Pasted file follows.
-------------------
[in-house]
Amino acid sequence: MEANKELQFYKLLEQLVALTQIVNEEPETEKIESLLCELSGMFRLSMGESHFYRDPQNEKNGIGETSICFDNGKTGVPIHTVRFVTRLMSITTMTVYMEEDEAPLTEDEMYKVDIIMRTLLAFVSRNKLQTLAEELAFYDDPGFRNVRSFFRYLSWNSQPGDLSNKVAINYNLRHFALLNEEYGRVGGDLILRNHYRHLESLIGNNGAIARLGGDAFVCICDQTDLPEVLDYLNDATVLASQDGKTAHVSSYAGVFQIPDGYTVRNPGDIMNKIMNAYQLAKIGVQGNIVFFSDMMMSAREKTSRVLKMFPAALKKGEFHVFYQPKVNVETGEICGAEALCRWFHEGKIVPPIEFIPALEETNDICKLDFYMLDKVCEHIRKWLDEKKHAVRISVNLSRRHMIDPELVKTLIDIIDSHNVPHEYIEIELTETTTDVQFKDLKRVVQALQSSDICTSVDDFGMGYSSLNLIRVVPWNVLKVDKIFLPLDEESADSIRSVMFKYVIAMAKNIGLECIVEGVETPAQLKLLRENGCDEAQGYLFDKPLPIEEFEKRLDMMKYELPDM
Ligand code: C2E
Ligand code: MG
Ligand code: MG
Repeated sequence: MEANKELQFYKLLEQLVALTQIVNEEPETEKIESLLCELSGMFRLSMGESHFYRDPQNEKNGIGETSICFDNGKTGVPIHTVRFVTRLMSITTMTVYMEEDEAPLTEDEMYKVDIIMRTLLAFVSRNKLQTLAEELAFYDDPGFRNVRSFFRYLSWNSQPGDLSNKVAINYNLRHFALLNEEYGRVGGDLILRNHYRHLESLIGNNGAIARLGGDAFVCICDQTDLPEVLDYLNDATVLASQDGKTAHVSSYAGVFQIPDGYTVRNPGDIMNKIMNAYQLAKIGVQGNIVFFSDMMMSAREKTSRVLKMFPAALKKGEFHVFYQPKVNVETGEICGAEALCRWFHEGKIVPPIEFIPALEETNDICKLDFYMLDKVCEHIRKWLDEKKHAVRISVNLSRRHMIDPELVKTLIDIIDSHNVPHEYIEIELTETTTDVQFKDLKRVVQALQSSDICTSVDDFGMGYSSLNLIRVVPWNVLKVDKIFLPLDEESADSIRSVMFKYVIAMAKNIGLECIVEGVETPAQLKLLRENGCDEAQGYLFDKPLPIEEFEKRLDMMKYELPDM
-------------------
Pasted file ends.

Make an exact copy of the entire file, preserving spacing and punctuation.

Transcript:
[in-house]
Amino acid sequence: MEANKELQFYKLLEQLVALTQIVNEEPETEKIESLLCELSGMFRLSMGESHFYRDPQNEKNGIGETSICFDNGKTGVPIHTVRFVTRLMSITTMTVYMEEDEAPLTEDEMYKVDIIMRTLLAFVSRNKLQTLAEELAFYDDPGFRNVRSFFRYLSWNSQPGDLSNKVAINYNLRHFALLNEEYGRVGGDLILRNHYRHLESLIGNNGAIARLGGDAFVCICDQTDLPEVLDYLNDATVLASQDGKTAHVSSYAGVFQIPDGYTVRNPGDIMNKIMNAYQLAKIGVQGNIVFFSDMMMSAREKTSRVLKMFPAALKKGEFHVFYQPKVNVETGEICGAEALCRWFHEGKIVPPIEFIPALEETNDICKLDFYMLDKVCEHIRKWLDEKKHAVRISVNLSRRHMIDPELVKTLIDIIDSHNVPHEYIEIELTETTTDVQFKDLKRVVQALQSSDICTSVDDFGMGYSSLNLIRVVPWNVLKVDKIFLPLDEESADSIRSVMFKYVIAMAKNIGLECIVEGVETPAQLKLLRENGCDEAQGYLFDKPLPIEEFEKRLDMMKYELPDM
Ligand code: C2E
Ligand code: MG
Ligand code: MG
Repeated sequence: MEANKELQFYKLLEQLVALTQIVNEEPETEKIESLLCELSGMFRLSMGESHFYRDPQNEKNGIGETSICFDNGKTGVPIHTVRFVTRLMSITTMTVYMEEDEAPLTEDEMYKVDIIMRTLLAFVSRNKLQTLAEELAFYDDPGFRNVRSFFRYLSWNSQPGDLSNKVAINYNLRHFALLNEEYGRVGGDLILRNHYRHLESLIGNNGAIARLGGDAFVCICDQTDLPEVLDYLNDATVLASQDGKTAHVSSYAGVFQIPDGYTVRNPGDIMNKIMNAYQLAKIGVQGNIVFFSDMMMSAREKTSRVLKMFPAALKKGEFHVFYQPKVNVETGEICGAEALCRWFHEGKIVPPIEFIPALEETNDICKLDFYMLDKVCEHIRKWLDEKKHAVRISVNLSRRHMIDPELVKTLIDIIDSHNVPHEYIEIELTETTTDVQFKDLKRVVQALQSSDICTSVDDFGMGYSSLNLIRVVPWNVLKVDKIFLPLDEESADSIRSVMFKYVIAMAKNIGLECIVEGVETPAQLKLLRENGCDEAQGYLFDKPLPIEEFEKRLDMMKYELPDM